That’s when the struggle began. My characters had morphed into something I didn’t think they would. As their roles in the novel became more apparent, their actions and beliefs changed, and somehow I had to think of a title that encompassed all of it, along with a brand new cover to go with it. I tossed around this name and that name, writing it down on the old cover to see how it looked, trying out various fonts and colors in the editor to see how it blended together. And, finally, with the help of my friend, Karen, I settled on a name that I really enjoy, and I hope you will, too.

So, at long last, feast your eyes on the brand new cover and title of: Wasteland Gods


Click to view larger

There is no hope in the unforgiving wasteland. Only the starved, withering Insurgents. The insane, cannibalistic Roamers. Slavers, Raiders, and death await in the sweltering heat.

The Koval Republic, a utopia filled with clean water and food, shelter, and protection. A land saved by politicians, greed, and ignorance. A republic that looks down upon the Insurgents, offering no help or remorse. Instead, they lay siege to the Insurgent’s meager settlements, hoping to wipe the mongrels from what remains of the planet.

Anton, a religion-hating Insurgent in a world void of faith who only hopes for salvation from the wasteland seeks freedom and fairness.

Claire, a soldier of the Republic, banished to the wastes, struggling to survive. Begging to return to her old life.

Roland, a soldier like Claire, taken in by bloodthirsty slavers who aim to bring democracy and the people’s voice back to the world.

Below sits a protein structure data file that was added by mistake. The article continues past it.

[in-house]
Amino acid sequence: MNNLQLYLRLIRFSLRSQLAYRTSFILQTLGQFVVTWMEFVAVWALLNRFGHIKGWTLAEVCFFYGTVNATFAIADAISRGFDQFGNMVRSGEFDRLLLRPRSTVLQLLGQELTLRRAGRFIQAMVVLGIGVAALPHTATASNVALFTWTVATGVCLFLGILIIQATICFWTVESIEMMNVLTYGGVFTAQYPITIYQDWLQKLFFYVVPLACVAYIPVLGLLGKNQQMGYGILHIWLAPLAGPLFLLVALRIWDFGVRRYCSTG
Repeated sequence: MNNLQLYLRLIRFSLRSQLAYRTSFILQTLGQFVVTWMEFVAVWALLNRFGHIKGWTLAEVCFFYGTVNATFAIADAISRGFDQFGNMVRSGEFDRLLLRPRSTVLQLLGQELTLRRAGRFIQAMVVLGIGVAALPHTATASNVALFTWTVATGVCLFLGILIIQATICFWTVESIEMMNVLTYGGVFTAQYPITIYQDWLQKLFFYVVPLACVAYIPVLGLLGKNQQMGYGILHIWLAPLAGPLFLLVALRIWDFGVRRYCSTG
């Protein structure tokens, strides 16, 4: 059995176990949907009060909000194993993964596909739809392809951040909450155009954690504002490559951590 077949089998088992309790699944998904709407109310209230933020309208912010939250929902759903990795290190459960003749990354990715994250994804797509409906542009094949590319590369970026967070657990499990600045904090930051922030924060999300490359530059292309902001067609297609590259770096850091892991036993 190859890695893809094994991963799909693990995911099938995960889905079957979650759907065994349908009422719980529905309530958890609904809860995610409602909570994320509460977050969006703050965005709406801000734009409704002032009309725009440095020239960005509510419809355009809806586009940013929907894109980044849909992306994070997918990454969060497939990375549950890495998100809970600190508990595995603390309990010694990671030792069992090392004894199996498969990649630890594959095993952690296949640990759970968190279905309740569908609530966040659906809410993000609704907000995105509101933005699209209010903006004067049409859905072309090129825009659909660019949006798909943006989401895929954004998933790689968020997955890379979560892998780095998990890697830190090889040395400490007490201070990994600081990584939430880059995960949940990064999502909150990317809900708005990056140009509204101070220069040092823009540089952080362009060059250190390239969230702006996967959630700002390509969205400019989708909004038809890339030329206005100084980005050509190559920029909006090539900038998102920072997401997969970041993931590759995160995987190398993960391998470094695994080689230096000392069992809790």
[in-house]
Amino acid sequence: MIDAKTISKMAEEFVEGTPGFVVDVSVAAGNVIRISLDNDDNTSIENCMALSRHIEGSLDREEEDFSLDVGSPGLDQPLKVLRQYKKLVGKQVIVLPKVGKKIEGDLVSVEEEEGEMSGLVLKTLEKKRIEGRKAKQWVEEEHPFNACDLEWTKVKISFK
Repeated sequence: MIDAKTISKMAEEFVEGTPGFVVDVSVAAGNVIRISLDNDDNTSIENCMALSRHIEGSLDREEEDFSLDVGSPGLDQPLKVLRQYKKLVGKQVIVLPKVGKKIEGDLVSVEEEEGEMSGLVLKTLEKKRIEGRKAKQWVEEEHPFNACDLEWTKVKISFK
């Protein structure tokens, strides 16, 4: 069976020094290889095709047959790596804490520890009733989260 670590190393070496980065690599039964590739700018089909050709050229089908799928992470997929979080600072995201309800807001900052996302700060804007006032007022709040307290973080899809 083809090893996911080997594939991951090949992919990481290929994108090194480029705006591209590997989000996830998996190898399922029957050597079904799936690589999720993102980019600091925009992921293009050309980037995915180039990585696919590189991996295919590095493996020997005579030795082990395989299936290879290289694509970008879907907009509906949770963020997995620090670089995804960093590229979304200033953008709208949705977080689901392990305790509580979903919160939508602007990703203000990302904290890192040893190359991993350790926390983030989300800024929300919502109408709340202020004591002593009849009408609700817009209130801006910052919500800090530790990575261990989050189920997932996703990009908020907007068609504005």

Who will live long enough to see if redemption can be brought to the wasteland, and who will buckle beneath the crushing force of the Koval Republic, and the crippling dangers of the wasteland?

Coming 2015!


Monday Recap: Rejection, Sales, Expansion

It’s interesting how sometimes, after receiving bad news, a whole lot of good news comes through.

I interviewed for a staff writer job at the newspaper I freelance for, and I found out yesterday that I didn’t get it. It doesn’t make a whole lot of sense, seeing as how I’ve been writing for them for close to a year now, but I guess the powers-that-be at that newspaper have decided I wasn’t a good fit, but I’ll continue working as a freelance correspondent. So, not terrible news, but not good news, seeing as how I still have this degree and I’m not using it to its full potential.

However, yesterday some pretty cool things happened that seemed to outweigh that bad news, at least for now, anyway.

First, I sold some books, which  always makes my day better. Knowing that someone was interested enough in what I had to say, and knowing that I potentially have the chance to get a new fan, make someone else’s day better, and, who knows, maybe even change a life, is fantastic.

Second, selling books bumped up one of my Amazon sales ranks!

crimsonappletop100Not long after that, I discovered that both The Rotten Apple and Black Powder Brigade are available on the Barnes and Noble Website!

And, finally, this morning I discovered that I sold more books, bumping up my sales rank for The Crimson Apple even further.


Overall, what started off as a day that promised to be less-than-hopeful turned out to be not so bad after all. So, thank you to all my readers, to everyone who has bought, checked out, glanced at, and given my writing a chance. It’s because of you that I continue to do what I do, and that I will keep at it until I no longer can.

DEADGOD: Understanding the Theme

Progress on my current WIP, DEADGOD, has been pretty slow as of late. I’ve really only been working on it about once or twice a week, maybe contributing 300 – 1,000 words on any of those days. I used to attribute it to my large course load during my final semester of college, which had me writing a lot of pretty big papers and reading a lot of texts. But now I don’t have any of that. I have my degree, but I’m still working on getting a full-time job. I have an abundance of free time, which also means I’m not making much money (Although, if you’re inclined to help me out then click on one of the book covers to your left and pick up a copy of one of my books!)